by Ashi Dorji Wangmo Wangchuck, Queen Mother of Bhutan
Bhutan is that little country in the Himalayas, tucked between China and India, but also almost Nepal and Myanmar. It is famous these days for its measure of Gross National Happiness as the counter to the world's typical attention to Gross National Product. What does that mean? Simply put, the idea is to maximize quality of life for as many citizens as possible, by creating an environment that sustains them, including such things as the natural environment, health care, sanitation, food safety, and other measures. Does this make Bhutan the Happiest Country on Earth? That's the publicity, but life tends to be more complex. Nevertheless, theirs is an experiment in social well-being that they do take very seriously. Other nations could learn a thing or two about it. After all, one can see by the example of the USA that mere wealth isn't necessarily the road to happiness.
This nation, which is about the size of Switzerland and with about a tenth the population, is in the process of being discovered. As recently as the middle of the 20th century, it was sequestered from the rest of the world, and only began opening up in the 1960s. Television and the internet weren't permitted until the late 1990s. Since then, modernization has moved ahead rapidly. The monarchy (the youngest in the world, having only been established a century ago) devolved to a constitutional monarchy, and regular national elections have taken place for the first time in the past several years. Anthony Bourdain's last TV show was filmed there.
There are a few good books about Bhutan. They tend to quickly go out of date due to its rapid changes. One almost prefers to turn to the travel books that stay current year to year. Still, it is good to have a basic overview of the nation from one for whom it is her native land. This memoir was written in 2006 by one of the Queen Mothers of Bhutan. She and her three sisters are the wives of the previous king, and thus mothers to the current reigning monarch. (Polygamy and polyandry are traditional in Bhutan but have been fading in recent decades.) In her role as queen, she came to know the more remote parts of her small but diverse nation through many often gruelling journeys across its mountainous landscape. The book relates her encounters with the conditions and cultures of the various tribes and nationalities that make up Bhutan. She also grew up in a time in which there were few roads accessible to motor vehicles, and we read of long journeys on horse and yak to high and remote altitudes. Along the way, the queen tried to bring some assistance to her people, by way of supplies, seeds for new crops, and even solar panels. She encountered various forms of poverty, from ill health to out-of-wedlock births to old age, and eventually formed a foundation that set out to provide relief to those in need. The book is a bit of a travelogue as well, as we learn about the cultures and natural environments that lie between the southern lowlands and some of the highest mountains in the world.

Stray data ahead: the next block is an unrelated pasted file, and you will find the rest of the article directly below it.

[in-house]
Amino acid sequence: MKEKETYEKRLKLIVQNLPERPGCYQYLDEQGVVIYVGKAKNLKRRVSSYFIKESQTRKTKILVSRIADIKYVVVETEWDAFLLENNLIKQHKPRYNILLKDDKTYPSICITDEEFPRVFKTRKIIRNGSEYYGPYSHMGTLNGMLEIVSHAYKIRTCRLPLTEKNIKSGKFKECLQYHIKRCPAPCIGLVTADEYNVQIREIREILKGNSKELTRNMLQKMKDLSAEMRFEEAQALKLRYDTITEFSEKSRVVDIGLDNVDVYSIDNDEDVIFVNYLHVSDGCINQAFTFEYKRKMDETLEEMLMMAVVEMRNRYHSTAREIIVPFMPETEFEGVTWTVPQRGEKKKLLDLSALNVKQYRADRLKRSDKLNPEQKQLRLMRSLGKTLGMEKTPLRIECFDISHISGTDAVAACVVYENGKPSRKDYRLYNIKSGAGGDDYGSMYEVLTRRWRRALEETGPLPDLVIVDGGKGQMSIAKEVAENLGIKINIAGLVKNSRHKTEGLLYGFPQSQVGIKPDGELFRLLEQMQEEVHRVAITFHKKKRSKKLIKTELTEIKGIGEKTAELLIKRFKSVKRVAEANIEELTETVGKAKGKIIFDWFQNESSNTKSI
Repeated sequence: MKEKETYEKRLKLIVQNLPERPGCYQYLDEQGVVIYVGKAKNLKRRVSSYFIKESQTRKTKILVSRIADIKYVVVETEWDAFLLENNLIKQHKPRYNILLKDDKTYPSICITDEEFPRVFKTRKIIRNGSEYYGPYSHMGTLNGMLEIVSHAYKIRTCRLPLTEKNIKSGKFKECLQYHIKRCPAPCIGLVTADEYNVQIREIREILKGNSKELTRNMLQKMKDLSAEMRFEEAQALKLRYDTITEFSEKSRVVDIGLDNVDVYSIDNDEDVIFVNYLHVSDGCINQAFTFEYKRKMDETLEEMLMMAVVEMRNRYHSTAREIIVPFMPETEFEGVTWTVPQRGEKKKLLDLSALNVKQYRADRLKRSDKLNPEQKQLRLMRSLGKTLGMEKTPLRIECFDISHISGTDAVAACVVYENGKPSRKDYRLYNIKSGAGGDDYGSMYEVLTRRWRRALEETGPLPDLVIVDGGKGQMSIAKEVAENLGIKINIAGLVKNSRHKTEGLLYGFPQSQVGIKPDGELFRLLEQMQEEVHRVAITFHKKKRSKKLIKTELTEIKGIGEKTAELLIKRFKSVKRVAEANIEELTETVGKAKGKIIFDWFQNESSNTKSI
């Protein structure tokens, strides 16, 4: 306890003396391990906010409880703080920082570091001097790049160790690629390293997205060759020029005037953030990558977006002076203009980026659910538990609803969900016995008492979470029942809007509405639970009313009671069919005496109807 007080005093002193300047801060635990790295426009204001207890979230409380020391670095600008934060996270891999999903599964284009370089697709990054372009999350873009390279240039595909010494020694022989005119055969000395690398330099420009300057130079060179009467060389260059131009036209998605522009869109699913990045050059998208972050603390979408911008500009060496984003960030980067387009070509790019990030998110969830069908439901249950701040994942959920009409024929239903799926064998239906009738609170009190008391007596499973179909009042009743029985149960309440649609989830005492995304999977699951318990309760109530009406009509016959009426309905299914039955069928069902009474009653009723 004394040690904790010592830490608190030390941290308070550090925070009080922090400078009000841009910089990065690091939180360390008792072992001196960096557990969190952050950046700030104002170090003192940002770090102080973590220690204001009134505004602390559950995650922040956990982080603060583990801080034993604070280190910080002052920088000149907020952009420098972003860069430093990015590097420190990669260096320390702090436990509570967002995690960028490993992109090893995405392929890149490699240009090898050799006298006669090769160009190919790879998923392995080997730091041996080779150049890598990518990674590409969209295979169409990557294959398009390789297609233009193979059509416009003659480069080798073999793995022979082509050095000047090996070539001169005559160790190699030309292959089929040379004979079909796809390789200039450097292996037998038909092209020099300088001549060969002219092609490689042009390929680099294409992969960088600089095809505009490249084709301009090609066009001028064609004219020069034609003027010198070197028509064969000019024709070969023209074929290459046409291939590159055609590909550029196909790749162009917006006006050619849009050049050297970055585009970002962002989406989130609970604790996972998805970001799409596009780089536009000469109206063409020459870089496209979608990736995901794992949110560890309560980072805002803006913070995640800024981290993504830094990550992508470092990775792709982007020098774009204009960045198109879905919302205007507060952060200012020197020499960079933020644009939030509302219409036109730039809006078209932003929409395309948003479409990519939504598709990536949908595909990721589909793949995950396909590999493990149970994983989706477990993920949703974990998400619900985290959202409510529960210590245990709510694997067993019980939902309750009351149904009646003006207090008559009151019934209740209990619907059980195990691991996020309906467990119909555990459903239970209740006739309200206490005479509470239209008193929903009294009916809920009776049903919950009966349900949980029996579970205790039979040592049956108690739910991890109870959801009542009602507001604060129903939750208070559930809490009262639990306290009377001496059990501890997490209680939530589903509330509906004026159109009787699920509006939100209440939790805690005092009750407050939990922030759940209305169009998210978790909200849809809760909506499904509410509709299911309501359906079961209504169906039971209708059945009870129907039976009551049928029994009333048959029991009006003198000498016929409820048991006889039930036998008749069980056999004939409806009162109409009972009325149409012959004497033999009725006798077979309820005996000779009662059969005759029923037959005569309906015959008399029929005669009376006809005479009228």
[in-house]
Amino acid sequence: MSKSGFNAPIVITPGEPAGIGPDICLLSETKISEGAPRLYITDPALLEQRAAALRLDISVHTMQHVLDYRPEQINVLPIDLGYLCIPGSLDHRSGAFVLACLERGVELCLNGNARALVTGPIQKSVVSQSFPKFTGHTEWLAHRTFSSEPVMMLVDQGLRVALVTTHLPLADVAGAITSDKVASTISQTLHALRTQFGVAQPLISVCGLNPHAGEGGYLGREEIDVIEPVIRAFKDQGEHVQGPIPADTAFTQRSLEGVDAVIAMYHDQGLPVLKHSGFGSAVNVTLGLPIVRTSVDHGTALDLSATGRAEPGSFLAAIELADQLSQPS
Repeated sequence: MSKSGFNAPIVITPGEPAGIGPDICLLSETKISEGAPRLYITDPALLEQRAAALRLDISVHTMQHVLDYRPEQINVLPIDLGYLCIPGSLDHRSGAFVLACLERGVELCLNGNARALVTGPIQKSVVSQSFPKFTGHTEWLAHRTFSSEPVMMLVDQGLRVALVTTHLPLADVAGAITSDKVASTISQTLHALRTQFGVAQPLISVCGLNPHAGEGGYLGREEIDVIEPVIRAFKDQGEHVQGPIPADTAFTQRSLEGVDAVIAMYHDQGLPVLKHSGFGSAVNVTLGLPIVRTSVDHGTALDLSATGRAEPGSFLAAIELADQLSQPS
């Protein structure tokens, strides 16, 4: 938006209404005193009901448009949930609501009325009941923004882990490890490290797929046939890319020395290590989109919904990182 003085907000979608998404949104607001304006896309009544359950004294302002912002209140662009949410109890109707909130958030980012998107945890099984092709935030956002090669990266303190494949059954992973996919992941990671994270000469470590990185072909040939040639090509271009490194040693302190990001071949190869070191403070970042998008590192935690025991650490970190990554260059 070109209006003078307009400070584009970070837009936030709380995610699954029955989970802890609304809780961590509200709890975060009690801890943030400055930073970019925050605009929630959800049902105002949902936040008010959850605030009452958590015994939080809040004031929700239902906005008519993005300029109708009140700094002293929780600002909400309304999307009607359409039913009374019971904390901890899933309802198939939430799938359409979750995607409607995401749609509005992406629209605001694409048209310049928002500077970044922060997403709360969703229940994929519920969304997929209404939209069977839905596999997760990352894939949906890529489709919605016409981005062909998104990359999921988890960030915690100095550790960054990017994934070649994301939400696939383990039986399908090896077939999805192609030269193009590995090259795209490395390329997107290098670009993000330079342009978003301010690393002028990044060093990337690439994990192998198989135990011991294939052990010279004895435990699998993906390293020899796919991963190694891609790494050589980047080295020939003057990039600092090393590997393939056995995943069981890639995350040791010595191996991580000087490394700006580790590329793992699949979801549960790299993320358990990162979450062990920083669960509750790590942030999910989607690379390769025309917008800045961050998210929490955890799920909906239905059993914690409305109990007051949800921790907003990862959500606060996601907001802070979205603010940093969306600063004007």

What results here in this engaging volume is an overview of Bhutan, some of its history and some of what it is going through as it transitions to a modern 21st-century nation. As an advocate for her own people, the queen mother skirts some of the political and social challenges the country has encountered along the way, and details of its modern political history may be best sought elsewhere. But as an introduction to Bhutan and its people, few works feel as immediate and intimate as this one.
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See Also: [A Splendid Isolation, by Madeline Drexler] [So Close to Heaven, by Barbara Crossette] [Beyond the Sky and the Earth, by Jamie Zeppa]
[Other Books about Buddhism, Tibet and the Himalayas]
[Other History and Memoir]
[Other books by Women Authors]